You want a solid body guitar for punk. Hollow body electrics are just too soft and bluesy.
If you’re a bit confused about the difference, a hollow body guitar will be much thicker. Hollow body electric guitars are like the offspring of an electric and acoustic guitar.
The pickguard is a piece of plastic or laminate that sits below the strings. It is there to stop your pick from scratching the paintwork or finish on your guitar as you play.
The speed of punk definitely increases the risk of scratching.
A pickguard is not essential but will save your guitar body finish from scrapes and scratches as you barrel through chords.
Most guitars have a pickguard already installed. Just try to make sure that the guard is wide enough to cover the area below your strings.
If you want to go for a scratched up, worn-out look you could remove the pickguard or choose a guitar without one.
Sustain is all about how long the strings reverberate after you’ve strummed them. Seems simple right?
Well, it’s actually a complex process that involves a lot of different parts including the strings, the nuts, and the bridge.
You don’t need to know the details about it but do make sure to check reviews and descriptions for information about sustain.
For punk rock, you want long sustain. Part of the punk sound is the clashing chords that sort of bleed into one another. Sustain will allow chords to reverberate even as you move onto the next one.
Ok, yes, punk is about breaking rules, being different. You might be tempted to go for an unusually shaped guitar just to be different. If that’s what you want, go for it, but be careful.
You will be strumming very quickly when you play punk so you want a comfortable shape. This means a place to rest your arm as you strum, and easy access to the strings.
There are great punk guitarists who have had guitars with alternate shapes.
The Gibson Firebird’s tilted shape was a favorite with some early punk bands because it was completely different.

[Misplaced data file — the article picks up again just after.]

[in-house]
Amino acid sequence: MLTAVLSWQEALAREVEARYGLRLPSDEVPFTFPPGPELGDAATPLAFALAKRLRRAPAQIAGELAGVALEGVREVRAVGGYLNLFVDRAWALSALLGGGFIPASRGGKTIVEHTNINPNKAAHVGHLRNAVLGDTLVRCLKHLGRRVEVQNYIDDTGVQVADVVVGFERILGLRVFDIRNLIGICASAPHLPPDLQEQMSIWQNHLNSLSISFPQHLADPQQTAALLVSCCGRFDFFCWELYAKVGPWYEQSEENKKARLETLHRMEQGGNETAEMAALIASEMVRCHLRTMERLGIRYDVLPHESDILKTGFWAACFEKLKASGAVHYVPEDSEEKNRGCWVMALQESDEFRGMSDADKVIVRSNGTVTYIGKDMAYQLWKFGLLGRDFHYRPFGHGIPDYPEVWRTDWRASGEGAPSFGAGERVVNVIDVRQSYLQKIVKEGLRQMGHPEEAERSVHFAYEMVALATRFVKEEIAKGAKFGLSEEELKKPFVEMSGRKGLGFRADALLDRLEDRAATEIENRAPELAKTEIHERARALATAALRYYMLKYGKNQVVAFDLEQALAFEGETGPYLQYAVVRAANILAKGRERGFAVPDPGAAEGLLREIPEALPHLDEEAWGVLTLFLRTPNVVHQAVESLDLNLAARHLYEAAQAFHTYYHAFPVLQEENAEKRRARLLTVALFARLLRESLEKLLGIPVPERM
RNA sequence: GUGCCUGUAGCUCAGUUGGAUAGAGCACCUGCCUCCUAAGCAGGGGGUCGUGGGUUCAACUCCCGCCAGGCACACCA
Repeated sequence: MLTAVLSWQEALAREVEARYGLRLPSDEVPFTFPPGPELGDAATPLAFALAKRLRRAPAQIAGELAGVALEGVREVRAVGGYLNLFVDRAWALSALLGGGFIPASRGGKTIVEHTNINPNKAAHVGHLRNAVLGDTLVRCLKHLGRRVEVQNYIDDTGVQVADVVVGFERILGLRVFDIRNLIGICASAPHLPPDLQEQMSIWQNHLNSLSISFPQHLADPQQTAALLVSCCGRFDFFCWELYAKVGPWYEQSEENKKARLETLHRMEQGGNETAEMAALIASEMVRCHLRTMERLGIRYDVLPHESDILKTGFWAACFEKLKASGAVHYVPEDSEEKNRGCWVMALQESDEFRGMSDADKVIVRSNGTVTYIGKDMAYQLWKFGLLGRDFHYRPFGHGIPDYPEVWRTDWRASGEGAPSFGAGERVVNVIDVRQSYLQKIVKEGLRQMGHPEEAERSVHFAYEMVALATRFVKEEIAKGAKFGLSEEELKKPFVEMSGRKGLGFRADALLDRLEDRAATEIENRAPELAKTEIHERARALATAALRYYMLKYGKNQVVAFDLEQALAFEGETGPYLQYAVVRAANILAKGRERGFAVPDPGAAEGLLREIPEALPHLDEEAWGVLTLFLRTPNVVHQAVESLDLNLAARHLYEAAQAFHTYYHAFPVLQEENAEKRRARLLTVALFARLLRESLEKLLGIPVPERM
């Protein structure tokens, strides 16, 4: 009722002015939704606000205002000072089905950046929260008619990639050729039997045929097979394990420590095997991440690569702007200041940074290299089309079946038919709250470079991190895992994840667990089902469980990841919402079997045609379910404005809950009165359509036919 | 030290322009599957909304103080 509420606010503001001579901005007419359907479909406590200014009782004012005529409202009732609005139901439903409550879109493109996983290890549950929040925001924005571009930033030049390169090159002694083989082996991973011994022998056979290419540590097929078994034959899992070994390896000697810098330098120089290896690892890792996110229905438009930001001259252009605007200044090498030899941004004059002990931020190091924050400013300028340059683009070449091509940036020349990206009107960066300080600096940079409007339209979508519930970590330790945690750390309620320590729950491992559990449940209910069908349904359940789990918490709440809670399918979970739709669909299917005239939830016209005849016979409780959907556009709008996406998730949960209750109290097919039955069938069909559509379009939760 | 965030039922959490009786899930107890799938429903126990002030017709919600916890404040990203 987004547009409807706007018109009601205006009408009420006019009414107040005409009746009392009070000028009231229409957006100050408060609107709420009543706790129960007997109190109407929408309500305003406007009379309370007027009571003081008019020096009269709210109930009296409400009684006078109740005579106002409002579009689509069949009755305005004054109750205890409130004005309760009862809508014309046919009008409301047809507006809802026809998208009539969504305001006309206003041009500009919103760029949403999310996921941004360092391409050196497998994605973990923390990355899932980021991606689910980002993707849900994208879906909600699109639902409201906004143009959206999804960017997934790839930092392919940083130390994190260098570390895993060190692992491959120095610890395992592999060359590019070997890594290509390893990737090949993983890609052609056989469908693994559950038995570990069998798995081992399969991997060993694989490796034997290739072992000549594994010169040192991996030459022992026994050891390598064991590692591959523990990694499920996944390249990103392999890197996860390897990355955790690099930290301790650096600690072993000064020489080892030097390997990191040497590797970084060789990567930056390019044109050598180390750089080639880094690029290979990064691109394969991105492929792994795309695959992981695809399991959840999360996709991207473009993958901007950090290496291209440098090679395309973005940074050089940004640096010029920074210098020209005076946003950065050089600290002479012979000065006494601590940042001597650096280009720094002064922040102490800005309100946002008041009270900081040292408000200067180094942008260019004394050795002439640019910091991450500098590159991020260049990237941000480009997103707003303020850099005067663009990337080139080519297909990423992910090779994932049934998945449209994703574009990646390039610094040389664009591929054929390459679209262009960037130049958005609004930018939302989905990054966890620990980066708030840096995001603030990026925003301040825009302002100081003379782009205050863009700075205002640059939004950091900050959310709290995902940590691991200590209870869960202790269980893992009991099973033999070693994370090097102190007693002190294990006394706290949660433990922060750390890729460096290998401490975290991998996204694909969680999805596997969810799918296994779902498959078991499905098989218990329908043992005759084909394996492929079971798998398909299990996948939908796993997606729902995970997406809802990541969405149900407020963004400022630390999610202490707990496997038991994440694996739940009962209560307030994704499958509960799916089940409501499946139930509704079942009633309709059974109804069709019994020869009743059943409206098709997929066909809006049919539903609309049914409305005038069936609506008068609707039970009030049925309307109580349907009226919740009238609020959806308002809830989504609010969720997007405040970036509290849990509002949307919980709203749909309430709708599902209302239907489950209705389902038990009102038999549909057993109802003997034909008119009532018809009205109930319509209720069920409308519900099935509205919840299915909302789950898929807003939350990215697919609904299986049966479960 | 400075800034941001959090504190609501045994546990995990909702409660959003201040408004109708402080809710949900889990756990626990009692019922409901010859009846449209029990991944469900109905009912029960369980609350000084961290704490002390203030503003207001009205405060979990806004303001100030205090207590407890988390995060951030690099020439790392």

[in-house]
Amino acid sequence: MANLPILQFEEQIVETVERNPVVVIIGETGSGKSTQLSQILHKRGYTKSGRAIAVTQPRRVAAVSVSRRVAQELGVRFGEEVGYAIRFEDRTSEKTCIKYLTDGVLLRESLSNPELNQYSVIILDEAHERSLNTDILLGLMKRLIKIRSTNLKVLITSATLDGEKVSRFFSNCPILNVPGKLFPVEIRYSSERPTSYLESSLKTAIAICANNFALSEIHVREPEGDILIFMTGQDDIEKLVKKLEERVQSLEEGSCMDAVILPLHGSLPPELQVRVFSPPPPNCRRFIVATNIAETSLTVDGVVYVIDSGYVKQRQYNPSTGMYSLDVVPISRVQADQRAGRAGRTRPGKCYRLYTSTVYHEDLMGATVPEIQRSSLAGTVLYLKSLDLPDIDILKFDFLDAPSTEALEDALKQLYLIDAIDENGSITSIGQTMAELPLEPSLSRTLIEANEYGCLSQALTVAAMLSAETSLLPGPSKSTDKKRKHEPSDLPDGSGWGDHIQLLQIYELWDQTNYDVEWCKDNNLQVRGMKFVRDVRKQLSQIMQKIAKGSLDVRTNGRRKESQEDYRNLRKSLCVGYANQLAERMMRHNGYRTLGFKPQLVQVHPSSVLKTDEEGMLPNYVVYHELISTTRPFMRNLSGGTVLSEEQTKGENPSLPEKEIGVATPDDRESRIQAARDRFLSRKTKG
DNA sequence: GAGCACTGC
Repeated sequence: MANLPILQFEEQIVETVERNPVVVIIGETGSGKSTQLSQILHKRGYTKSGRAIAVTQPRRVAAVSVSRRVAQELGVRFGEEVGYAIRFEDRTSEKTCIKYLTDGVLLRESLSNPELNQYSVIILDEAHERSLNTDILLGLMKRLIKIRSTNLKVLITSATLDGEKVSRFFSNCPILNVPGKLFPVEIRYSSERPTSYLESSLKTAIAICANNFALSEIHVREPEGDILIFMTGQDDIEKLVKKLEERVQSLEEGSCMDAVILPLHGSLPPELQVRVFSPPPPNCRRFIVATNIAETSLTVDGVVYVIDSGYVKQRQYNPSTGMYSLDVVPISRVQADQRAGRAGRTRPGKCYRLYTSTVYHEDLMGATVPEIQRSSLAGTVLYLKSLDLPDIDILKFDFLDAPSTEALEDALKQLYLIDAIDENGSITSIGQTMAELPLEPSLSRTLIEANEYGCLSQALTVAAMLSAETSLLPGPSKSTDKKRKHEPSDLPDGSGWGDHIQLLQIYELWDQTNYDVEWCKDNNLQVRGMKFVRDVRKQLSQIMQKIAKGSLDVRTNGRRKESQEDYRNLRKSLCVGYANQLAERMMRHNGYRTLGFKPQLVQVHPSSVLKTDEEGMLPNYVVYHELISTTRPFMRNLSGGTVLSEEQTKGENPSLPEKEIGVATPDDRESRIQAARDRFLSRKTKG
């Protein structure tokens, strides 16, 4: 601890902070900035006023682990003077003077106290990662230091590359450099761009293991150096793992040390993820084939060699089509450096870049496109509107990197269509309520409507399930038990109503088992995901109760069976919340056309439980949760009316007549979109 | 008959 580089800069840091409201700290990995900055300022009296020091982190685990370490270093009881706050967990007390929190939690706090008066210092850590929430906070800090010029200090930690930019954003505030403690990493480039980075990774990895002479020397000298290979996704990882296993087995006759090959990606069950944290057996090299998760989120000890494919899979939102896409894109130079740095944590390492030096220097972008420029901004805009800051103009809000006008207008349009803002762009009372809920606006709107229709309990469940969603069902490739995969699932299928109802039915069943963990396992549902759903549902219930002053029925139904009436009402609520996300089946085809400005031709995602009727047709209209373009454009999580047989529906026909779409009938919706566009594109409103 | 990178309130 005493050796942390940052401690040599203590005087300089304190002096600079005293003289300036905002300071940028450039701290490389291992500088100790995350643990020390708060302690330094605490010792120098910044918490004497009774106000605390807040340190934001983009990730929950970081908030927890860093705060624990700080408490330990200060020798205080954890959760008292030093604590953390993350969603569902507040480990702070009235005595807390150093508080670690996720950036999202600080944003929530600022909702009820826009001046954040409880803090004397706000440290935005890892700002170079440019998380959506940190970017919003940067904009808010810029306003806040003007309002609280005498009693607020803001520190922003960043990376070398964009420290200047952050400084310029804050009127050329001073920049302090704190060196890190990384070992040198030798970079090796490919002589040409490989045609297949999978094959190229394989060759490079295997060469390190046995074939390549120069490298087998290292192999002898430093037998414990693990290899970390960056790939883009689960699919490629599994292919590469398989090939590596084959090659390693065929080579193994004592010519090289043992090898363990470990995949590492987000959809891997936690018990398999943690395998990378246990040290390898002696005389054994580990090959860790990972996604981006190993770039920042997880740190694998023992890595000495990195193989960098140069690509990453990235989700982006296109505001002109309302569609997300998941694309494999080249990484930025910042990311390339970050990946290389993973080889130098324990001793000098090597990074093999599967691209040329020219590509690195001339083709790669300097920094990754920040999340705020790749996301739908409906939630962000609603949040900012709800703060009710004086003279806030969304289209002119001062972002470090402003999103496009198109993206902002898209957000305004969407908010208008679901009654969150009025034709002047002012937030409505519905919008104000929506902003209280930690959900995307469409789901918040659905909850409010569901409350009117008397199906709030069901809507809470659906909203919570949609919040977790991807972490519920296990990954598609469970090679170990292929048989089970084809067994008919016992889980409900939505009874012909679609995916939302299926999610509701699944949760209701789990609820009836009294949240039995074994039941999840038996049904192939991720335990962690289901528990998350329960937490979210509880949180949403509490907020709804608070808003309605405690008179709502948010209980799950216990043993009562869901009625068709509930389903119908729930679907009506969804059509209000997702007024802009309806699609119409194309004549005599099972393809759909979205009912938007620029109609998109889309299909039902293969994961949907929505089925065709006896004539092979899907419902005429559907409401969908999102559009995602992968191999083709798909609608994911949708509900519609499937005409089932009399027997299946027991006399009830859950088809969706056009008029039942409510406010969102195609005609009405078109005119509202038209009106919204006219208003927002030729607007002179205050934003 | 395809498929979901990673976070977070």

The Rickenbacker’s frying pan shaped body has produced some of punk’s biggest hits. Ramones, Green Day, and The Slits have all used Rickenbackers in their line up.
How do I play punk rock?
Power chords and lots of them!
Punk rock wanted to be different from the music that surrounded them. They felt that the disco, rock, and pop of the 70s was too manufactured. So they went for simple setups and fairly basic playing styles.
The key skills you’ll need to master are fast strumming and power chords. Most classic punk songs are 4 chords or less. The variation and originality of each song come from the strumming pattern and progression.
To get the heart-pounding beat of punk you need to be able to keep a steady beat. Work on your rhythm, particularly downstrokes. As this is what carries the song.
Lead guitar in punk is almost non-existent. Solos aren’t a major feature so you don’t need to focus on fingering techniques.
Some more modern punk bands like Green Day do bring in some pop elements like riffs and solos. Still, though, rhythm is the biggest focus of a punk guitarist.
Can I get a cheap version of an iconic guitar?
You can, but the question is should you?
Look, everyone has a dream guitar they’d love to own. You stick a picture of it on your desk and you work and save for it.
In the meantime, you’ll be better off getting a good quality mid-range guitar to practice with. It seems counterproductive to spend more on a guitar when you’re trying to save. Ultimately it will save you money in the long run.
The problem with cheap guitars is that the craftsmanship is often lacking. Unfortunately, you don’t only see the poor quality, you hear it.
A cheap, poor quality instrument is not going to sound good. Even if you now look like Joe Strummer of The Clash with a knock-off Fender, you will not sound like him.
Nothing kills your love of playing more than a crackling, buzzing guitar. If the craftsmanship isn’t there, you can nail the playing and still sound terrible.
Cheap guitars also tend to break. The body and neck are usually made with low-grade materials that just can’t take the use and abuse.
You’ll find yourself replacing a poor-quality, inexpensive guitar over and over. It’s much better to buy a decent one that will last you years.
Any listening suggestions for punk?
Oh boy! Strap in, we’ve got a lot of recommendations!
To get a sense of the roots of the genre, you need to start with the original punks. Take a look at The Ramones, The Clash, The Sex Pistols, and The Damned.
These guys were the first wave of punk. After them came bands like Joy Division, The Buzzcocks, and a personal favorite, The Slits.
The 80s brought us Human League, The Replacements, and Bad Brains. These bands took the New Wave punk sound and ran with it. They brought electronic elements into punk and made it the sound of the 80s.
To get a feel for punk in the 90s you have to listen to Green Day or Sonic Youth. These bands kept punk alive in the face of grunge and EDM.
In the 00s pop-punk was king. It’s quite different from the original sound of punk but you can hear the influence. I love Bowling for Soup, Sum 41, Blink-182, and Paramore.
These were the bands that sent me down the punk path. Some purists like to turn their nose up at pop-punk. I think it’s a great gateway to punk!
So there you have it, 5 of the best guitars for punk. Hopefully, you’ve found your next guitar on this list. If you have, let us know how you like your new sidekick!